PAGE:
11/09/2012 07:49 am ET Updated Dec 06, 2017

Hindu Gods in Video Gaming

In discussing the upcoming Indian festival of Diwali, a festival of lights observed by Hindus, Jains, Buddhists and Sikhs, an Indian colleague asked me why so many Christian themes emerged in video games when rich narratives from other faiths do not?

Good question. But it's worth pointing out an exception released just this year, Asura's Wrath. Asura"s Wrath is a story-driven, God of War-style action game that takes place over a 15,000 year period. It charts the betrayal of a god named Asura by his fellow gods and then his subsequent revenge. While Diwali is a holiday of unity and forgiveness, the story of Asura's Wrath is solely a story of vengeance.

And in a year when the most popular games seem to all be sequels -- Assassin's Creed 3, Mass Effect 3, Resident Evil 6 -- it is refreshing to see something unique and original.

What makes this game so interesting is the ways that it draws on the material in Hindu religious texts while building on them through reader interpretations of those texts. The game falls much in line with my earlier findings about the connection between religion and violence and in many ways critiques the R-rated material in the religious text itself (and, by the way, Asura's Wrath sports a "teen" rating).

The game's producers said upfront that the game was meant to be a mix of Hindu mythology and science fiction. Hindu mythology has a rich pantheon perhaps only rivaled by that of Greek mythology (which has its own revenge-centered game series). Not everyone was a fan of the game. Rajan Zed, the president of the Universal Society of Hinduism, claimed to speak on the behalf of Hinduism when he sent out a press release condemning the game shortly after its release earlier this year. According to a press release: "Such trivializing and reimagining of highly revered symbols and concepts of Hinduism was not okay as it is upsetting for the devotee. ... No faith, larger or smaller, should be plundered."

Of course, the fact that Zed claims to be speaking on the behalf of Hinduism is itself a problem since Hinduism lacks the kind of clear hierarchy that one would find in, say, Catholicism.

Asura's Wrath includes many characters lifted from the Vedas: the dragon Vitra (Vlitra) serves as the key antagonistic force, the goddess Durga, Deus and Mithra.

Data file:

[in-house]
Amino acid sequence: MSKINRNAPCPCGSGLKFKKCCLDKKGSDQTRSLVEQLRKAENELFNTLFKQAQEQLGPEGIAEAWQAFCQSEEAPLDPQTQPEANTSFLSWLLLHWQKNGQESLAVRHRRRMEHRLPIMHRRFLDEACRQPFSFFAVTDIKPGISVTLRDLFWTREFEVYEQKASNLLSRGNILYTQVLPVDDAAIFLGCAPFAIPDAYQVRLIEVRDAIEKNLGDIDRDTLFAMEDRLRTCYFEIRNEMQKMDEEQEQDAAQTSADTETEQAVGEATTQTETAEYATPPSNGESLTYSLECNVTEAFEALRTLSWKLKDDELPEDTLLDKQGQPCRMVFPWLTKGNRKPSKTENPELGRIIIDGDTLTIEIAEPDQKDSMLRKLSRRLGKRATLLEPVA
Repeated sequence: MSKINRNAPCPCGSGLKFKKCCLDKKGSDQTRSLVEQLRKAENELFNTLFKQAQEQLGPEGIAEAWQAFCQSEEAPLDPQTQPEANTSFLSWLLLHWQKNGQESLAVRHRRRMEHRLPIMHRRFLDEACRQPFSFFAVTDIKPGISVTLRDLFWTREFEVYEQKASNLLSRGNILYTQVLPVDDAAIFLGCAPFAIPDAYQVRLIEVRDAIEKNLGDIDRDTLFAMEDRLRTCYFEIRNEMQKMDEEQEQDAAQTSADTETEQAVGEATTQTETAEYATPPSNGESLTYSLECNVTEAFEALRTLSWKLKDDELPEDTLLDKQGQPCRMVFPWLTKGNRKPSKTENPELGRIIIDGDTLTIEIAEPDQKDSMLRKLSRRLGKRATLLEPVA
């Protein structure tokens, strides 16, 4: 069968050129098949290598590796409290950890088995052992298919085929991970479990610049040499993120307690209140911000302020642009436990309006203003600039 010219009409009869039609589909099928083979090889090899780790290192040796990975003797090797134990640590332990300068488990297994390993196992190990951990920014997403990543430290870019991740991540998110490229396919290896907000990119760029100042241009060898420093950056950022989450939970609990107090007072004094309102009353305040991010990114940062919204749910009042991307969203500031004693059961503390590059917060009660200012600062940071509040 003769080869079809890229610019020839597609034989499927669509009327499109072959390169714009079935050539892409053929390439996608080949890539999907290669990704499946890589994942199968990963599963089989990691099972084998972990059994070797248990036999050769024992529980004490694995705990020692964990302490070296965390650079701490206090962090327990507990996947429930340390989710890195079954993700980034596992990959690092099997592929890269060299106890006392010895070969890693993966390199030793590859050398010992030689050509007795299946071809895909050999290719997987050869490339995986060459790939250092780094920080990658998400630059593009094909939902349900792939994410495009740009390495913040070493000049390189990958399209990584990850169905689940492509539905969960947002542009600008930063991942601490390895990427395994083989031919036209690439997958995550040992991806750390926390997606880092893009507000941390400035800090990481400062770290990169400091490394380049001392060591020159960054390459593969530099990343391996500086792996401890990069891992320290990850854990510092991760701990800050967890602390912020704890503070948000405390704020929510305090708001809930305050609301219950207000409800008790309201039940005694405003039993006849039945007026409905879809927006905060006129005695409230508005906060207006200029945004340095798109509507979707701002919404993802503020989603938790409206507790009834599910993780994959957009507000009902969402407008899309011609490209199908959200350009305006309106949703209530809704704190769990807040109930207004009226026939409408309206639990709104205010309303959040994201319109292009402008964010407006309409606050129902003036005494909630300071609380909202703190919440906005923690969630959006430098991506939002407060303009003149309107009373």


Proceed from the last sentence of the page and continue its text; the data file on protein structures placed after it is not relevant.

Yet in some cases the roles have changed. For example, in Hinduism, asuras are lesser deities than better known gods like Agni, Siva and Indra. Yet the game's protagonist is named Asura and at times he takes on characteristics of each of these gods.

While the game has changed the gender roles, some of the underlying themes of those roles remain the same. In the game, Asura is married to a woman named Durga. The character is based on the original material female who serves as the mother of material nature. In Hinduism, Durga serves as Siva's female consort and her sexual union with Siva inserts all souls into material nature. So in a way, Durga's greatest offering is that which she can provide in collaboration with her husband Siva. The warrior goddess, interestingly enough, slays an army of asuras. Yet in Asura's Wrath, Durga is depicted more like a Leave It To Beaver housewife than a warrior goddess. If she overcomes Asura, it is only through her femininity. She doesn't fight, she just tries to calm Asura (who, aptly so, is a pretty wrathful guy). She stays home, she raises their daughter. Like the religious narrative, Durga's most important role is done with the necessity of a male figure.

Asura's daughter Mithra seems to be based off the god Mitra -- a god of friendship and accord -- which makes sense since, in the game, it is she who brings Asura together with an ally, and her sacrifice that allows the gods to rule over humanity. Mithra is the quintessential damsel in distress. While she holds great power as priestess -- able to channel the power of human prayers into weapons -- she is unable to put this power to use in defending herself. Here Mithra serves a similar function to Durga in that she appears most often in relation to male figures. In scenes with Asura similarly, her gentleness and fragility serves as a contrast to his hard, vitriolic personality.

Yet Asura's Wrath also includes elements that have been read into the Vedas. Some have read the Vedas as prophetic texts and drawn out spaceships and nuclear weapons. Thus in the game, the gods largely reside in outer space, ruling over humanity from spaceships and enforcing their rule with lasers powered by souls. The Brahmastra in Hinduism is a weapon of Brahma that he uses to destroy his own creation. According to the Mahabharata, the weapon is so powerful it can cause environmental damage. And thus in the game, the gods have a Death Star-like weapon called the Brahmastra they use to fight the dragon the Vlitra.

The video game is often a medium of social critique. In some ways, Zed has a point -- but it is not a point with which all Hindus would agree. In Asura's Wrath, Hindu themes and images have been appropriated and lifted out of a religious and cultural context. Yet by appropriating these images, the game also works as a subtle critique of the religious text.

Top and middle images courtesy of Capcom USA. Bottom image a screenshot by KasaiKnight, Asura's Wrath Wikia.